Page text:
I have been fortunate to have been centrally involved in five Royal College of Anaesthetists (RCoA) National Audit Projects learning from major complications of anaesthesia: as clinical lead for NAP3 and 4 (NAP3 – epidurals/spinal anaesthesia, NAP4 – airway management) and as co-lead and director of the program for NAP5-7 (NAP5 – accidental awareness during general anaesthesia – undoubtedly the most ‘patient facing’ of all NAPs to date – NAP6 – perioperative anaphylaxis and NAP7- perioperative cardiac arrest which will launch in May 2021). These big projects involve the nation’s anaesthetists collaborating to shine a light on patient-centred aspects of anaesthetic practice and safety. They are a form of professional-citizen science and are recognised to have changed the landscape of UK anaesthesia clinical practice and anaesthesia research engagement.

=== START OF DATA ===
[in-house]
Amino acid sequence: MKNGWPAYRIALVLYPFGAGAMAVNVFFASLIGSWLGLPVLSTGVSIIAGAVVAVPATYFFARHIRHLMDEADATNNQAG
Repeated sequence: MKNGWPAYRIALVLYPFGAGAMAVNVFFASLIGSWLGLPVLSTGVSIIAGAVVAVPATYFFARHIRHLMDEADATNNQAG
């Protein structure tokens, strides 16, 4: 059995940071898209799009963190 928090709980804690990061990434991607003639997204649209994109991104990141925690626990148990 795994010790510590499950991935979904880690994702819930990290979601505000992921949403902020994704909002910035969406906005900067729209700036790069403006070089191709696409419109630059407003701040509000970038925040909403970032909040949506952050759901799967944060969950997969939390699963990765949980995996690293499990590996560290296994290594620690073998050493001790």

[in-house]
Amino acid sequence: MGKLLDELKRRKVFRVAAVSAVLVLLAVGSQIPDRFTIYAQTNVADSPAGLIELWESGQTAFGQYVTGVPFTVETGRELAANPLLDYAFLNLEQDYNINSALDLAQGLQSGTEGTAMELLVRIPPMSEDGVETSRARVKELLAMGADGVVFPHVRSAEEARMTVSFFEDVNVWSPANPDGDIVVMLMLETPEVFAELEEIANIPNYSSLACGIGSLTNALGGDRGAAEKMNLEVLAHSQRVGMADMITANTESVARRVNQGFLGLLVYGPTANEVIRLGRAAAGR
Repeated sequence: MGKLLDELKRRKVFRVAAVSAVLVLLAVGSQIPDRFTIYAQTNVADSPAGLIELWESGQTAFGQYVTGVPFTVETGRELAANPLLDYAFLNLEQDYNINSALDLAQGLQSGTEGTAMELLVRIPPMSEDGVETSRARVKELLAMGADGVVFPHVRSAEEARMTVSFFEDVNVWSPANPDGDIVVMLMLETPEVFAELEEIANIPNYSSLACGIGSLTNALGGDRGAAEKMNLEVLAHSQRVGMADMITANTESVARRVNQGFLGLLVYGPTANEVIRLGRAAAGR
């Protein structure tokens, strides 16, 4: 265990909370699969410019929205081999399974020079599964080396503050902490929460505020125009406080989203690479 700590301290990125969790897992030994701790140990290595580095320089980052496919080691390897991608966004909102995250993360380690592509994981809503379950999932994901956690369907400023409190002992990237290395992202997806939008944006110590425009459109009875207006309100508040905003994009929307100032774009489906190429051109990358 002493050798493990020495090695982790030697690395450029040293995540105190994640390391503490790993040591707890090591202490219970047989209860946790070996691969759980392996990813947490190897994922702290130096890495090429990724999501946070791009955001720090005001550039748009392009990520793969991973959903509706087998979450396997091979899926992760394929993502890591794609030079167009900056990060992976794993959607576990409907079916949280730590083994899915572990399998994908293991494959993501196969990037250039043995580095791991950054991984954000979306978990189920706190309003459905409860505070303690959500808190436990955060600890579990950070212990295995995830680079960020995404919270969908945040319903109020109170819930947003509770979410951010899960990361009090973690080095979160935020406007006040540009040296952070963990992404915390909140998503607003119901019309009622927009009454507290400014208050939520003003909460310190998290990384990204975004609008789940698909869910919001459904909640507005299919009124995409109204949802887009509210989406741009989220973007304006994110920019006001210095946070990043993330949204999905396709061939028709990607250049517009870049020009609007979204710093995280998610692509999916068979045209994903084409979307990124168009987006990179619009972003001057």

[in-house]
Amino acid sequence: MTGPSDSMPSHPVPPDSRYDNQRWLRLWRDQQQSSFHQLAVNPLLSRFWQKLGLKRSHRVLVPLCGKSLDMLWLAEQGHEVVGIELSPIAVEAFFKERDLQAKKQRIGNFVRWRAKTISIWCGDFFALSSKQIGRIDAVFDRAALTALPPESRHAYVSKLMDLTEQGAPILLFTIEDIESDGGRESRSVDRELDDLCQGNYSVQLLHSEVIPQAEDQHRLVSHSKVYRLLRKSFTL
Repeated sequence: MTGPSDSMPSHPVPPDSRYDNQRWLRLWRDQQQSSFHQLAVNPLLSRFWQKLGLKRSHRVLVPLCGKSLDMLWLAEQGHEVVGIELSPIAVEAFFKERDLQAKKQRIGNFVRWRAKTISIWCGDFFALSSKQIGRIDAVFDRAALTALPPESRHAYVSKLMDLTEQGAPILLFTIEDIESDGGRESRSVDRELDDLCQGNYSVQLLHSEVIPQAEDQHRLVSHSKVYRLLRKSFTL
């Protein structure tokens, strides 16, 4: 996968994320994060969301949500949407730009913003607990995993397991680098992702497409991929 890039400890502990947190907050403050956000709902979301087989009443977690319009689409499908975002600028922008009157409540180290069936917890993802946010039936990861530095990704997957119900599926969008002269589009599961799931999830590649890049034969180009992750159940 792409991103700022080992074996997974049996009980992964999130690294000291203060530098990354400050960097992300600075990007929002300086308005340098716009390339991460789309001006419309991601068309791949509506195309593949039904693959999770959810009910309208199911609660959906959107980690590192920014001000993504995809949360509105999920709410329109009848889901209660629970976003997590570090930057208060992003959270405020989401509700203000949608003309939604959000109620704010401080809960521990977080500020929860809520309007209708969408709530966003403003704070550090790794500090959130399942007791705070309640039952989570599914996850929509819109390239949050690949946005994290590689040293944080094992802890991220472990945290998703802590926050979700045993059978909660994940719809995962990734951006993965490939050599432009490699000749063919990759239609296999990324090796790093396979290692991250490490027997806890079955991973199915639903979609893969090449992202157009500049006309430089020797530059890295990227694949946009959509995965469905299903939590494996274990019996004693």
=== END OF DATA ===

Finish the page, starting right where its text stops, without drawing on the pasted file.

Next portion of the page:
Like many colleagues I have an overall interest in improving safety and quality in anaesthesia and intensive care using a bottom up approach.
During the COVID-19 pandemic I spent several months working from home, during which time I kept my ear to the ground and sought to aid organisational preparedness. Since July I’ve been back to anaesthesia and since October 2020 back full time to ICM. During this time my research interests have been the differential impact of COVID-19 on healthcare staff, aerosol science and clinician safety, survival from ICU and airway management.
I have been honoured to be awarded the RCoA Macintosh Professorship 2012-13, the Difficult Airway Society Professorship 2014, an honorary Professorship in Bristol University in 2016.